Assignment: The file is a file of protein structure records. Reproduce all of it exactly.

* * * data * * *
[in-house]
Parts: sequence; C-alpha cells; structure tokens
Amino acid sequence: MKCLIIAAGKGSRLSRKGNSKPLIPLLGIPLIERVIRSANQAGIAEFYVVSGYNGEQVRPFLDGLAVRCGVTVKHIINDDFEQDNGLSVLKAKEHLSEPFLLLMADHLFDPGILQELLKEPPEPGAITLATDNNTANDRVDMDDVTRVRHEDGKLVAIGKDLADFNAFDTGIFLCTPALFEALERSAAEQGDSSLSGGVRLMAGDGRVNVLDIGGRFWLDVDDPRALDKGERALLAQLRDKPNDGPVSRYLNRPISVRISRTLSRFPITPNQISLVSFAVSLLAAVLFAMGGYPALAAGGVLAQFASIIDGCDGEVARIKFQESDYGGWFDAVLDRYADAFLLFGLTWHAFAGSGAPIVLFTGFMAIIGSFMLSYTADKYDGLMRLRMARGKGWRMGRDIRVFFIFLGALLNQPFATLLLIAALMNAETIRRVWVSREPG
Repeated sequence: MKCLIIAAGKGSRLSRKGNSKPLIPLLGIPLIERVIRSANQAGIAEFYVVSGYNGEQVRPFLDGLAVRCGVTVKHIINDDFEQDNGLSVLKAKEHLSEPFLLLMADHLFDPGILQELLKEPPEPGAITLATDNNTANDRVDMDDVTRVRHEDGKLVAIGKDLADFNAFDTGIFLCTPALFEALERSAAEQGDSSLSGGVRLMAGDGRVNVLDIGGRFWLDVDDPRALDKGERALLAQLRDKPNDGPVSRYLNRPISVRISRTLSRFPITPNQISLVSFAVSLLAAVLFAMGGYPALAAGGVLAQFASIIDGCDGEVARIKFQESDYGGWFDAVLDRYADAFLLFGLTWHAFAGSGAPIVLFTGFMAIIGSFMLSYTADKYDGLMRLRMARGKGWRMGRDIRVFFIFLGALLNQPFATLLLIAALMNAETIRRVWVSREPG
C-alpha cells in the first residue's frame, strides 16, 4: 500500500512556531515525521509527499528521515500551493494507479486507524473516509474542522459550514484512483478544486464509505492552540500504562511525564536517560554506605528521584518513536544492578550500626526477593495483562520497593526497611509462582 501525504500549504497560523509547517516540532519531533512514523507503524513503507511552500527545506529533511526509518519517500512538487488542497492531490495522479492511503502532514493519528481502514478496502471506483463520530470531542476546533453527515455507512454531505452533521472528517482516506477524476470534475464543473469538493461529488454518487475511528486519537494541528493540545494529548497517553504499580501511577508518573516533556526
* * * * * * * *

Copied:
[in-house]
Parts: sequence; C-alpha cells; structure tokens
Amino acid sequence: MKCLIIAAGKGSRLSRKGNSKPLIPLLGIPLIERVIRSANQAGIAEFYVVSGYNGEQVRPFLDGLAVRCGVTVKHIINDDFEQDNGLSVLKAKEHLSEPFLLLMADHLFDPGILQELLKEPPEPGAITLATDNNTANDRVDMDDVTRVRHEDGKLVAIGKDLADFNAFDTGIFLCTPALFEALERSAAEQGDSSLSGGVRLMAGDGRVNVLDIGGRFWLDVDDPRALDKGERALLAQLRDKPNDGPVSRYLNRPISVRISRTLSRFPITPNQISLVSFAVSLLAAVLFAMGGYPALAAGGVLAQFASIIDGCDGEVARIKFQESDYGGWFDAVLDRYADAFLLFGLTWHAFAGSGAPIVLFTGFMAIIGSFMLSYTADKYDGLMRLRMARGKGWRMGRDIRVFFIFLGALLNQPFATLLLIAALMNAETIRRVWVSREPG
Repeated sequence: MKCLIIAAGKGSRLSRKGNSKPLIPLLGIPLIERVIRSANQAGIAEFYVVSGYNGEQVRPFLDGLAVRCGVTVKHIINDDFEQDNGLSVLKAKEHLSEPFLLLMADHLFDPGILQELLKEPPEPGAITLATDNNTANDRVDMDDVTRVRHEDGKLVAIGKDLADFNAFDTGIFLCTPALFEALERSAAEQGDSSLSGGVRLMAGDGRVNVLDIGGRFWLDVDDPRALDKGERALLAQLRDKPNDGPVSRYLNRPISVRISRTLSRFPITPNQISLVSFAVSLLAAVLFAMGGYPALAAGGVLAQFASIIDGCDGEVARIKFQESDYGGWFDAVLDRYADAFLLFGLTWHAFAGSGAPIVLFTGFMAIIGSFMLSYTADKYDGLMRLRMARGKGWRMGRDIRVFFIFLGALLNQPFATLLLIAALMNAETIRRVWVSREPG
C-alpha cells in the first residue's frame, strides 16, 4: 500500500512556531515525521509527499528521515500551493494507479486507524473516509474542522459550514484512483478544486464509505492552540500504562511525564536517560554506605528521584518513536544492578550500626526477593495483562520497593526497611509462582 501525504500549504497560523509547517516540532519531533512514523507503524513503507511552500527545506529533511526509518519517500512538487488542497492531490495522479492511503502532514493519528481502514478496502471506483463520530470531542476546533453527515455507512454531505452533521472528517482516506477524476470534475464543473469538493461529488454518487475511528486519537494541528493540545494529548497517553504499580501511577508518573516533556526